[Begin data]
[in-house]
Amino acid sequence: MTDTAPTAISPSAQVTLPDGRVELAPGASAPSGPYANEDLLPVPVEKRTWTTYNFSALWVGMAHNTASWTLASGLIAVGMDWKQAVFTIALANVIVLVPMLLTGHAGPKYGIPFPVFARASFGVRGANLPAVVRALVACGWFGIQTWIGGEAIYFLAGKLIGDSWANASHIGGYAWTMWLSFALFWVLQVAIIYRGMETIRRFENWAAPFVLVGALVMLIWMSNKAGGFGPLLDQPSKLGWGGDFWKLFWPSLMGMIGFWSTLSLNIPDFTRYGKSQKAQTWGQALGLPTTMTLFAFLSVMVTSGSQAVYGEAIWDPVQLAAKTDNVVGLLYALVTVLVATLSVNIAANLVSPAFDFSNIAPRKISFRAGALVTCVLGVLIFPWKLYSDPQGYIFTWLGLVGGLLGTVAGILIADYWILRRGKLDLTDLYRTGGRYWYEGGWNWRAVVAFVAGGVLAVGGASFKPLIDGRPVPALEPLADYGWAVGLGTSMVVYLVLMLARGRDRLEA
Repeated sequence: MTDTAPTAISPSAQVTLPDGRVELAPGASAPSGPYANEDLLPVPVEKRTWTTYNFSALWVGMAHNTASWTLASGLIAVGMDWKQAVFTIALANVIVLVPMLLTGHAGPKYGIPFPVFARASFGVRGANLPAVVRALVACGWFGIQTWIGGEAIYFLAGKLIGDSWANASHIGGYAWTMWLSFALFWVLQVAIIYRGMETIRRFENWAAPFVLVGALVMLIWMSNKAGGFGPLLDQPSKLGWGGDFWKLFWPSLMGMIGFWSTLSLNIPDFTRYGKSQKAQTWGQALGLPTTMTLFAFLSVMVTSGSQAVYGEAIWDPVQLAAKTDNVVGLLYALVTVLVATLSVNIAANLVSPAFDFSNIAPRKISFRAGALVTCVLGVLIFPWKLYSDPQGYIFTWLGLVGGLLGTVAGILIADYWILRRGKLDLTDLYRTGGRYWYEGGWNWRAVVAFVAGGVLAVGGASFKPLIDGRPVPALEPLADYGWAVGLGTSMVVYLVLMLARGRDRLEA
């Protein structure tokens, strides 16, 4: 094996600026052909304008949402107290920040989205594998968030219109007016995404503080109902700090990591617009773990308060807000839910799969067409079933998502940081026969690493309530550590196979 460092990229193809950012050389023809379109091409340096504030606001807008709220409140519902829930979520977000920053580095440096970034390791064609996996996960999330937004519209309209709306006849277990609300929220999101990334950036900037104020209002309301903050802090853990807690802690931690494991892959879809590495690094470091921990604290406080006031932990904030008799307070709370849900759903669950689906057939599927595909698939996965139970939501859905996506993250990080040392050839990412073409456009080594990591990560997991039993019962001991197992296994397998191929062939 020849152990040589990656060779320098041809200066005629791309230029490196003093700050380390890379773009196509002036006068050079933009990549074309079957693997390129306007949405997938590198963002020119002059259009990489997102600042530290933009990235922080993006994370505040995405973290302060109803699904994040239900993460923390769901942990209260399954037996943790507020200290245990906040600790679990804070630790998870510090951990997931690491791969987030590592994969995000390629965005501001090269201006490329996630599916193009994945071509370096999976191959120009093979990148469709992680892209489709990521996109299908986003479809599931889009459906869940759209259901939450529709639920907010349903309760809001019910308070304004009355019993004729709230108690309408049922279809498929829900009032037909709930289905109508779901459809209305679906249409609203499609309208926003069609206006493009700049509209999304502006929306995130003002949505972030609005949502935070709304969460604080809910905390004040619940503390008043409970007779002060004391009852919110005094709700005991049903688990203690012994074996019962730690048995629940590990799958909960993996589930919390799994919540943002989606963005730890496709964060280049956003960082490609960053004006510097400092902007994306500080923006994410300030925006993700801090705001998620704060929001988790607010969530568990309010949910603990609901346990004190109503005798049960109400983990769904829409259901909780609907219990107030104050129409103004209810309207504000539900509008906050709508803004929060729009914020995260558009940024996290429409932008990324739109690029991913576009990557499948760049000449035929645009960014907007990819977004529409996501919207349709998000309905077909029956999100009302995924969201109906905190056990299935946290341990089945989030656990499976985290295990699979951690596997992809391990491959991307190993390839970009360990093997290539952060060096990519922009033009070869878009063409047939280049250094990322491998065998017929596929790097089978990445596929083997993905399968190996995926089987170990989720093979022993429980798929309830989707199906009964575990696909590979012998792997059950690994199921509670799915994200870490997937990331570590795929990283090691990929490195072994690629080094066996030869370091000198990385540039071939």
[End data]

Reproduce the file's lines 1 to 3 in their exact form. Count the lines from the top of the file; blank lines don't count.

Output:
[in-house]
Amino acid sequence: MTDTAPTAISPSAQVTLPDGRVELAPGASAPSGPYANEDLLPVPVEKRTWTTYNFSALWVGMAHNTASWTLASGLIAVGMDWKQAVFTIALANVIVLVPMLLTGHAGPKYGIPFPVFARASFGVRGANLPAVVRALVACGWFGIQTWIGGEAIYFLAGKLIGDSWANASHIGGYAWTMWLSFALFWVLQVAIIYRGMETIRRFENWAAPFVLVGALVMLIWMSNKAGGFGPLLDQPSKLGWGGDFWKLFWPSLMGMIGFWSTLSLNIPDFTRYGKSQKAQTWGQALGLPTTMTLFAFLSVMVTSGSQAVYGEAIWDPVQLAAKTDNVVGLLYALVTVLVATLSVNIAANLVSPAFDFSNIAPRKISFRAGALVTCVLGVLIFPWKLYSDPQGYIFTWLGLVGGLLGTVAGILIADYWILRRGKLDLTDLYRTGGRYWYEGGWNWRAVVAFVAGGVLAVGGASFKPLIDGRPVPALEPLADYGWAVGLGTSMVVYLVLMLARGRDRLEA
Repeated sequence: MTDTAPTAISPSAQVTLPDGRVELAPGASAPSGPYANEDLLPVPVEKRTWTTYNFSALWVGMAHNTASWTLASGLIAVGMDWKQAVFTIALANVIVLVPMLLTGHAGPKYGIPFPVFARASFGVRGANLPAVVRALVACGWFGIQTWIGGEAIYFLAGKLIGDSWANASHIGGYAWTMWLSFALFWVLQVAIIYRGMETIRRFENWAAPFVLVGALVMLIWMSNKAGGFGPLLDQPSKLGWGGDFWKLFWPSLMGMIGFWSTLSLNIPDFTRYGKSQKAQTWGQALGLPTTMTLFAFLSVMVTSGSQAVYGEAIWDPVQLAAKTDNVVGLLYALVTVLVATLSVNIAANLVSPAFDFSNIAPRKISFRAGALVTCVLGVLIFPWKLYSDPQGYIFTWLGLVGGLLGTVAGILIADYWILRRGKLDLTDLYRTGGRYWYEGGWNWRAVVAFVAGGVLAVGGASFKPLIDGRPVPALEPLADYGWAVGLGTSMVVYLVLMLARGRDRLEA